Next up, we might call this the statistic of the week if I did a regular segment called the statistic of the week, which I don't, but no matter, here is the statistic of the week.
So here it is, the statistic of the week: The FBI and DHS are 0 for 40.
What does that mean? Since 9/11, the FBI and the DHS have issued more than 40 "terror warnings" about serious threats of potential terrorist attacks in the US.
Some mentioned certain targets in vague terms such as "landmarks" or "airports" or sometimes narrower but still vague terms, like "New York and Baltimore subways" or "a Mississippi River bridge." Some had vague geographic locations, such as "the US/Mexico border" or "parts of California." Some mentioned a non-specific means of attack, such as "chemical or radiological weapons" or "dirty bomb." And some mentioned a - you guessed it - vague time frame, like "around the 4th of July," "around Thanksgiving," or "around the anniversary of 9/11."
The two things all these warnings had in common beyond their vagueness were one, they were released with breathless invocations of threatening foreigners and urgings to "be vigilant."
And two, none of them happened. Not one of these predictions was borne out. More than 40 times over the past not-yet 14 years, we have been told to "be afraid, be very afraid" because "the boogeyman - er, the terrorists - are gonna getcha!" And more than 40 times it has proven bogus, a record that should get FBI and DHS sent back to the minors but of course won't.
What brought this up now is that CNN was challenged on its hyperventilating warning about a "heightened terror alert" on "ISIS-inspired attacks" "leading up to the July 4th weekend," attacks which of course did not happen.
In response, the lead reporter sniped on Twitter
Question is, would you prefer no warnings? Warnings only when attacks imminent?Now, the "no warnings" part of that, suggesting that the only alternative to repeated stoking of fears is no warning of any sort is pure bull; it's old-fashioned arguing by extremes, which in fact is no argument at all.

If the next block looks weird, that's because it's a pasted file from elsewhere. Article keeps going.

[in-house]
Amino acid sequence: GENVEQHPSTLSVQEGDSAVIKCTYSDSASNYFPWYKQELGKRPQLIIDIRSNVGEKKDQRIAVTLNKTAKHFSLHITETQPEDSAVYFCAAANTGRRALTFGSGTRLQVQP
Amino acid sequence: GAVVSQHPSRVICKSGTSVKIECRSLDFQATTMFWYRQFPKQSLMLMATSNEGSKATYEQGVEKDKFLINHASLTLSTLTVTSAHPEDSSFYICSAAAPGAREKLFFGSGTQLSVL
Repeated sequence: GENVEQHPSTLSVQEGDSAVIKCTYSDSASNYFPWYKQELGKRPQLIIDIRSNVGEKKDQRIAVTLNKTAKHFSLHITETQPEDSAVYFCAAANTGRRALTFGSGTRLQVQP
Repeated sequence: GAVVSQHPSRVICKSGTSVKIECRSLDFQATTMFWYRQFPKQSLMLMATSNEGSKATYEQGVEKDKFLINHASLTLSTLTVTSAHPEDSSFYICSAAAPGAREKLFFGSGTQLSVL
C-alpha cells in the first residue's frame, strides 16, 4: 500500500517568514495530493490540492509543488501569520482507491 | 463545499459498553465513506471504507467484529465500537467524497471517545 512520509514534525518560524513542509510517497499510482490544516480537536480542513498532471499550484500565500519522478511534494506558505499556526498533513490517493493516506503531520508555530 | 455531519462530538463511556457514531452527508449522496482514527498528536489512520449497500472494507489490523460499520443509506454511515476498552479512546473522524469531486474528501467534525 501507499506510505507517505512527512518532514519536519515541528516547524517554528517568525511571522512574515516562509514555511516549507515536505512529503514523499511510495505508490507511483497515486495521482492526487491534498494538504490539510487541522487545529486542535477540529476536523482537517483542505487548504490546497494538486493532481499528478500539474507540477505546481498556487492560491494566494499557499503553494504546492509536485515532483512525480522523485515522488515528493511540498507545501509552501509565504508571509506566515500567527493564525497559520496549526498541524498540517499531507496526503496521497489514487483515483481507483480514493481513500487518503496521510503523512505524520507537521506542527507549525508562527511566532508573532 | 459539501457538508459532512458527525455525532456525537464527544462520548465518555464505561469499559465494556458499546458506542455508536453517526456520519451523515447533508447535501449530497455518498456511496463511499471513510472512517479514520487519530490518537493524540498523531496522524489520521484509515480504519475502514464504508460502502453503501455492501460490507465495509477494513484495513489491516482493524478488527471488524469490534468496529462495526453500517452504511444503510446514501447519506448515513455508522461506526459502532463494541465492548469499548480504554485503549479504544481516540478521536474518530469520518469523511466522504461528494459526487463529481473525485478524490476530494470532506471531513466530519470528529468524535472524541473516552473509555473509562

But the second part, warnings "only when attacks imminent?" Yeah, that is what I'd prefer. Warn me, warn all of us, when there is actually something to warn us against.
Now, some folks say that all these terror alerts are a way to keep us in line, to keep us constantly afraid, because a frightened populace is a docile populace, or that they are used to distract from news that might be politically damaging to the White House. And there certainly is more than enough reason in our history and in the shorter history of terror alerts to regard that as, at minimum, a reasonable proposition.
But even if, as is also plausible, the FBI and DHS are just being bureaucratic hacks trying to cover their butts because they are less afraid of a terrorist attack than they are of the effect on their careers and departmental budgets of one happening which they didn't predict, the result is the same: We are a nation being conditioned to be always afraid.
And even if there is no other impact, that constant fear of terrorism, which psychologists call "terror salience," is corrosive to society. It makes us harsher, colder, quicker to be suspicious of anything or anyone "different," quicker to punish, slower to understand or forgive. A people can't live in constant fear and expect to retain a sense of decency.
And I think it safe to say is that a sense of decency is what we have been losing. Not because of terrorism, but because of the irrational and promoted fear of it. The next time you hear about a "terror alert," remember: zero for forty.
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